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    Speed Review: Growing Great Employees

    Speed Review: Growing Great Employees

    Speed Review: Growing Great Employees

    Turning Ordinary People into Extraordinary Performers

    by Erika Andersen

    Using a gardening metaphor, the book outlines human resource management essentials with easy-to-follow advice and explanation. Though the approach may seem simplistic, Andersen uses it effectively to break management essentials into easily executable steps. The straightforward result will help managers understand the complexity of seemingly obvious tasks.


    From Bud to Blossom: A Guide for Employee Growth

    Using a gardening metaphor, Growing Great Employees: Turning Ordinary People into Extraordinary Performers outlines human resource management essentials with easy-to-follow advice and explanations. At first glance, this approach may seem overly simplistic. However, Erika Andersen effectively uses it to break complex management essentials down into easily executable steps.

    The result is a straightforward human resource management book that is anything but pedestrian. The metaphor and Andersen’s clearly outlined concepts help managers understand the complexity of seemingly obvious tasks. Thus, the book plots out a logical path to bring out an employee’s true growth potential.

    Whether you need to hire new employees (plan your garden), correct negative behavior (prune your garden), or give staff more responsibility (let your garden spread), this book provides detailed instructions on tending to employees each step of the way.

    It’s All in the Planning
    In the same way you might pick plants that require little watering or that flourish in backyard shade, Andersen recommends having a clear vision of what you want from potential employees before you hire them.

    Andersen breaks down this process into three steps: finding exemplars, looking for clues from the workplace and working from a list. She recommends first observing stellar employees in your organization and making note of their personality traits, skills and talents. Andersen also suggests creating a list of core competencies and responsibilities for the position, using detailed explanations of your desires. By spending time developing a list, you will have a clear idea of what you are seeking.

    Playing to Strengths
    Once on board, employees will require different levels of management. Like plants, employees will have different needs. Thus, Andersen refamiliarizes readers with the Social Style™ model developed by Dr. David W. Merrill. A fairly common management tool, this model demonstrates four basic personality types: expressive, amiable, analytical and driver.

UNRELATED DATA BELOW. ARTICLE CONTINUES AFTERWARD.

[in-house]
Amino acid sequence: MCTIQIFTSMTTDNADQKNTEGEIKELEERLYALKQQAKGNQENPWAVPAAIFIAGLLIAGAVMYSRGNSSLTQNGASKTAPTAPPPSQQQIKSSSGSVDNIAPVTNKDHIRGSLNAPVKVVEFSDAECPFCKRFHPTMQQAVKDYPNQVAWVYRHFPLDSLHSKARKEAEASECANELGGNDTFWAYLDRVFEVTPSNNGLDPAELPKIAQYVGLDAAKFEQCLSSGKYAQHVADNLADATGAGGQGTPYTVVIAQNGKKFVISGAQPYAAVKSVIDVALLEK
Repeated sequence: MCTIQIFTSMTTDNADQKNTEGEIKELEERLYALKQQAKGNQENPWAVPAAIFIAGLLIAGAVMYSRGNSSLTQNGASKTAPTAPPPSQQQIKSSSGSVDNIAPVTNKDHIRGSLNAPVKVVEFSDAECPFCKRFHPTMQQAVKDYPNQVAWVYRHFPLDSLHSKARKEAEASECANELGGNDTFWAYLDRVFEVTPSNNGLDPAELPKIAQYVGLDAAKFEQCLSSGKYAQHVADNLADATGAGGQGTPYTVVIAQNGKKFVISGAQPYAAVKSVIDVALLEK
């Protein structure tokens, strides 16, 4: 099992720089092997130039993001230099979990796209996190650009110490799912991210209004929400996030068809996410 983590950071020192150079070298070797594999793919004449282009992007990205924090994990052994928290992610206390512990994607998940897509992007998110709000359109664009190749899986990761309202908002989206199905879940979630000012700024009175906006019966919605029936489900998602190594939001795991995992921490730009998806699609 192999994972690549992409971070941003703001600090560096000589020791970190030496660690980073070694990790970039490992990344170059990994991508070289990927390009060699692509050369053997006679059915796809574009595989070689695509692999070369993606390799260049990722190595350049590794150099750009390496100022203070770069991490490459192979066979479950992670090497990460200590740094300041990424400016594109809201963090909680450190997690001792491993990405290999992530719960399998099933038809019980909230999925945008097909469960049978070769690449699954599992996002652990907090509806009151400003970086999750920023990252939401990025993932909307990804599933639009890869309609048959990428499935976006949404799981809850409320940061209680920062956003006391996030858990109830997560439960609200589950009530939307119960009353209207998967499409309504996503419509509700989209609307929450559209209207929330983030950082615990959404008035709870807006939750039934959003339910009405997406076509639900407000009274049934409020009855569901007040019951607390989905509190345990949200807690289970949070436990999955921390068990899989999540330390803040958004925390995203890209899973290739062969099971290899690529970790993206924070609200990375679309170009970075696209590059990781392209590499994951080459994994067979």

Each personality type exhibits classic physical signs and patterns of behavior. For example, an amiable type may speak quietly and decide slowly, whereas a driver may speak loudly and come to conclusions quickly. Amiables generally are good at building teams, while drivers are good at getting things done quickly. The amiable’s team-building strength has a downside — indecision. In the same way, drivers may accomplish a lot, but they may not spend a lot of time thinking or gaining consensus. Thus, you may need to push deadlines and make sure amiables make decisions. With drivers, however, you must encourage getting more data and having them share input along the way.

    The Art of Delegation
    Inevitably, you will want your employees to take on more responsibilities. Andersen outlines basic steps in the delegation process: prepare, discuss/agree with the staffer and provide support.

    Before you delegate, you must first carefully analyze a responsibility and match it with an employee’s skill sets. This means identifying the employee’s role, weaknesses and strengths. You will also want to talk to the employee about your plan, including how you see this rolling out, possible challenges and ways you can provide support. Andersen recommends getting the staffer to agree to the project and your support level, then writing a summary of the meeting. You can refer to this summary as you continue to provide support and feedback throughout the process.

    Growing Great Employees provides details with actionable lists and worksheets to drive home obvious, but often overlooked, points. Reinforcing these ideas, Andersen also includes exercises at the end of each chapter, tables, decision trees and summaries of the “big ideas” to stress larger concepts.

    Why We Like This Book
    In her introduction to Growing Great Employees, author Erika Andersen admits she plans to “wring every last drop” from the gardening metaphor. Surprisingly, what she achieves doesn’t end up being a cliche. Rather, Andersen provides a smart and easy-to-read management book that offers logical advice and step-by-step instructions for most situations.